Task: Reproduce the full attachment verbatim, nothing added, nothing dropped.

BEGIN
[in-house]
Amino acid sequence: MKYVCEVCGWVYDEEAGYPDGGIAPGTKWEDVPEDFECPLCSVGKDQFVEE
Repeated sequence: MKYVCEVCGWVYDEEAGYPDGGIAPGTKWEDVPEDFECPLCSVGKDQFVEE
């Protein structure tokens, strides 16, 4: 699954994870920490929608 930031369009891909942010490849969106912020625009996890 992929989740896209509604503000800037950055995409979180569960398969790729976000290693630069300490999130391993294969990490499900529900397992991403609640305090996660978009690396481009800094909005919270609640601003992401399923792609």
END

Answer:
[in-house]
Amino acid sequence: MKYVCEVCGWVYDEEAGYPDGGIAPGTKWEDVPEDFECPLCSVGKDQFVEE
Repeated sequence: MKYVCEVCGWVYDEEAGYPDGGIAPGTKWEDVPEDFECPLCSVGKDQFVEE
């Protein structure tokens, strides 16, 4: 699954994870920490929608 930031369009891909942010490849969106912020625009996890 992929989740896209509604503000800037950055995409979180569960398969790729976000290693630069300490999130391993294969990490499900529900397992991403609640305090996660978009690396481009800094909005919270609640601003992401399923792609």